Defensively, he has a couple things working against him (other than a lack of athleticism that is). His zero to sub-zero wingspan (6-8 with a 6-7.5 to 6-8 wingspan) is still long enough to make some kind of impact defending opposing point guards (but will he be able to slow them down and slide his feet?). But a 6-8 wingspan is just average for a wing defender (not horrible, not remarkable). Who will he be able to defend?
And like just about any other 18 year-old prospect embarking on their NBA career, Giddey is also in dire need of adding muscle to his frame. I actually think he’s got a solid frame, already over 200 pounds and seemingly able to add additional weight/muscle as time goes on. But it’s going to be a struggle for a while (for Giddey) defending faster, quicker, stronger players (getting through screens, holding ground, possibly boxing out, etc.).
Making a case for the Magic to draft Josh Giddey in the ‘21 NBA Draft
|Does Giddey fit the Weltman/Hammond archetype?||Not really|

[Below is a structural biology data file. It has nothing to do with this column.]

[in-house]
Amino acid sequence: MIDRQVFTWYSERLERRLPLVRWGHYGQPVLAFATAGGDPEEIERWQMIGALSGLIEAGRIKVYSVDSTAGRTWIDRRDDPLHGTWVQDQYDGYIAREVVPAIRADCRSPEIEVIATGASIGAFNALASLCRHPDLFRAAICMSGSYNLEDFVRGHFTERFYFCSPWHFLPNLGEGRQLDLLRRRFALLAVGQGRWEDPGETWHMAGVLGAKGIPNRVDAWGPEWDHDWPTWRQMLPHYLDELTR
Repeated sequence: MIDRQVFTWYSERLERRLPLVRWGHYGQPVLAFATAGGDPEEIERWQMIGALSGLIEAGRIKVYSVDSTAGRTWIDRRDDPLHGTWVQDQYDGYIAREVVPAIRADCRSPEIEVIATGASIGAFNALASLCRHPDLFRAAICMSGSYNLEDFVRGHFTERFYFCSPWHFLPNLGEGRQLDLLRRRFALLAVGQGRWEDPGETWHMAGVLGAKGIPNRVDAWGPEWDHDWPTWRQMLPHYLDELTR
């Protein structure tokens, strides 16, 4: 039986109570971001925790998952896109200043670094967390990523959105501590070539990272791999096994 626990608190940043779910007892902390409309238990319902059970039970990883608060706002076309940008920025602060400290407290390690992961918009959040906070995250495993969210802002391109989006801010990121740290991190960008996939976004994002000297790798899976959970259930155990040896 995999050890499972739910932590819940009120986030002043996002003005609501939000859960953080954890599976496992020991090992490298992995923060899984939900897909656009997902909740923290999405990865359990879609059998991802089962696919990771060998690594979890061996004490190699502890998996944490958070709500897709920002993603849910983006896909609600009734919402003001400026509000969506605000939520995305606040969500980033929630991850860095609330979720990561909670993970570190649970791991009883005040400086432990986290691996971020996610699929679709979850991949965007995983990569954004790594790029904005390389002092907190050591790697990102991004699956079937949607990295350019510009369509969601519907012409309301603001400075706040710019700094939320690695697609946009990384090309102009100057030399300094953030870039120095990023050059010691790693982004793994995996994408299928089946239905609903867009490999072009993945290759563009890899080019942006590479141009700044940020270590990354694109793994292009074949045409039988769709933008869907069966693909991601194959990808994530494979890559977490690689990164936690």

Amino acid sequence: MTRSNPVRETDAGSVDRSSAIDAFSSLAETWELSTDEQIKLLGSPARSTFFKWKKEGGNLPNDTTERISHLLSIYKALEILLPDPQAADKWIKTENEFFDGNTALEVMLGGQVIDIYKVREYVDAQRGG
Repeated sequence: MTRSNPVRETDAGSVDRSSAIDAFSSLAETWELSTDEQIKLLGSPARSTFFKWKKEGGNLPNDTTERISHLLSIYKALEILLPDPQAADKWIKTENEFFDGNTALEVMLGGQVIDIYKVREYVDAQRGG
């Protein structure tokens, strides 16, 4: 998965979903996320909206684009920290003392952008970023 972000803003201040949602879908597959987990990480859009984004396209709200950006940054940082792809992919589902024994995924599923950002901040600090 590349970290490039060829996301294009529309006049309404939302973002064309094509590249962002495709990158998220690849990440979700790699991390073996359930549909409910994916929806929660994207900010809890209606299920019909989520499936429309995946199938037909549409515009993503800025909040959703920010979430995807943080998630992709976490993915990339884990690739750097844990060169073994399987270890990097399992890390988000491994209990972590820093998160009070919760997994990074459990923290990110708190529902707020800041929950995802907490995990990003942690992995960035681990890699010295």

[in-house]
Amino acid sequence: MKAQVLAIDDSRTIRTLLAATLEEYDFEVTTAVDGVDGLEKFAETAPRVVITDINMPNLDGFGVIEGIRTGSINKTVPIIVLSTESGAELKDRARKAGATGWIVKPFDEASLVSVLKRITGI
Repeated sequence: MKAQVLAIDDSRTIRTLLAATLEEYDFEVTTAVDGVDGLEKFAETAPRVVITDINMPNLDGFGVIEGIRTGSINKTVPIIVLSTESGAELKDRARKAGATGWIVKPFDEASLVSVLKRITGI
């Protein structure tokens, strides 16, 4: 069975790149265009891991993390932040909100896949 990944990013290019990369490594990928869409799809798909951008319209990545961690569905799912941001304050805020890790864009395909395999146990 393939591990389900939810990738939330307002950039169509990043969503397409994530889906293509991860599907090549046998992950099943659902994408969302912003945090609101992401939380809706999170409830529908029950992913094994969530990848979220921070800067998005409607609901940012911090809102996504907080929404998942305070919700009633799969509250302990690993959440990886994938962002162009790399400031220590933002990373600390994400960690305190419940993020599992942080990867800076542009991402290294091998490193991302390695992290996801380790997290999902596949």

|Would taking Giddey in the lottery be considered a BPA/value selection?||Not for the 5th pick, and not really for the 8th either (according to most mainstream boards)|
|Would Giddey provide the Magic with depth in a needed area?||Yes|
For me, this pick (from Orlando’s perspective) would be all about luxury. What I mean by that is, at least on the surface, it doesn’t appear that Giddey is a player the Magic absolutely need.
But man, he would be so much fun. And I’m a big believer in the value he could potentially provide to any team, regardless of backcourt players already on the roster. I’m sure Giddey is a player that has had the ball in his hands on the court his whole life. But at 6-8, I think he could easily play off the ball alongside other point guards in the NBA as well. Giddey could play off the ball alongside Fultz, as a lead guard alongside RJ Hampton, and could even allow a coach to mix-and-match in the backcourt alongside Cole Anthony (Anthony plays the “1” on defense, off the ball on offense; Giddey initiates offense, defends the opposing “2”).
The obvious value being, with so many developing players on the roster trying to find themselves, that Giddey’s passing could make NBA life that much easier for anyone/everyone else.